It’s a goofy idea: After a few happy-hour drinks on Thursday, I decided to write a little Python script to make emoji “trains” of random length, combining the steam engine with the two styles of rail cars. Once I got that running, I remembered reading about Emma Winston’s “Tiny Gallery” bot, which tweets little scenes of generative emoji “art galleries.”
In fact, there’s a whole “tiny universe” of bots that tweet emoji scenes—most prominently, Katie Rose Pipkin’s amazing “tiny star fields”. But as far as I could tell, none of them have trains. So I set to work putting my trains into some tiny landscapes, and quickly got something together.
Friday morning I “launched” the bot, by tweeting about it from my own account. I’m not sure what reaction I expected, but it wasn’t this one: over the course of the next 24 hours, over a thousand people followed it. By 10 tweets in or so, it had surpassed @pomological as my most popular bot. Over the weekend it climbed to 1,600 followers and it seems to still be on the rise.
Best of all though, I’m getting nice feedback from people speaking all different languages. That’s something I don’t usually get when I’m writing, but of course these “scenes”—if you can even call them that—are equally intelligible in any language. It feels really great to know that people around the world like this thing.
The source code is online, and I’ll write up more of a how-to soon. More excitingly, I want to keep developing out the possibilities here. Even out of the idea phase, it’s still a goofy project, but it’s a fun canvas to explore some more elaborate ideas.
After years of toying with the idea, Kash finally convinced me to write up the bizarre copyright story that started seven years after Mark Twain’s death, when his ghost reportedly dictated a new novel, via Ouija board, to Emily Grant Hutchings. His publisher said: well, if Twain wrote it, we own it.
So the more firmly they insisted Twain himself was behind the work, the more they strengthened the Twain estate’s copyright argument that it, as the owner of all things written by Twain, owned this book, too. And Twain had a deal with Harper & Brothers that gave it the sole rights to publish books by Twain, so Hutchings and her publisher would have to produce credible evidence that he wanted to break that deal in his afterlife.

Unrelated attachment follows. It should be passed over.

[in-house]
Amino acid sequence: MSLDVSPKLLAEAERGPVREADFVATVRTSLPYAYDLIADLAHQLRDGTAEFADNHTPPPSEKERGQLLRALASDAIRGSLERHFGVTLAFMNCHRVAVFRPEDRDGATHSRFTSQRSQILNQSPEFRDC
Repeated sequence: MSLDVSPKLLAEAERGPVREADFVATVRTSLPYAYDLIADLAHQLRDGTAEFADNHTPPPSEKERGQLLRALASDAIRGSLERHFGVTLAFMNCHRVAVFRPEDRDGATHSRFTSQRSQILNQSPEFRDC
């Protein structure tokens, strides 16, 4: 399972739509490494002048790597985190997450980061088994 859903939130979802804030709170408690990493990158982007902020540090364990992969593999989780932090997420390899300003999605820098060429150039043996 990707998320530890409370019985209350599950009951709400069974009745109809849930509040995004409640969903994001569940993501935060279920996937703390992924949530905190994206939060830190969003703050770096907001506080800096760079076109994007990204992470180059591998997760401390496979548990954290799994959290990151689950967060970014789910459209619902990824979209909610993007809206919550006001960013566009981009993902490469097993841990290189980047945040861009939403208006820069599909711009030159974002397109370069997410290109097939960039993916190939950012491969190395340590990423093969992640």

They just don’t make them like this any more. I’ve been pretty happy with the reception this piece has gotten, too, including a write-up by Techdirt and the lead spot in the Paris Review’s link roundup this week.
A few media outlets reported last summer that the NYPD, in its continuing efforts to crack down on the sometimes-annoying costumed characters in Times Square, had asked Disney and Marvel to initiate copyright action there. Disney and Marvel didn’t bite. I requested the communications (or records thereof) under New York’s Freedom of Information Law, and got told — months later — there were no such records. Strange.
I wrote the whole thing up for Techdirt this week:
Unfortunately, the nature of frustrated transparency efforts is that we don’t really have the answers. If the NYPD had promptly responded that it had no such records or would be withholding them according to a particular exemption, or even if it had given me a limited set, we could close this case. As it stands, we don’t really know anything more about the NYPD’s bizarre efforts to jam its “quality-of-life” issues into an ill-fitting copyright enforcement box.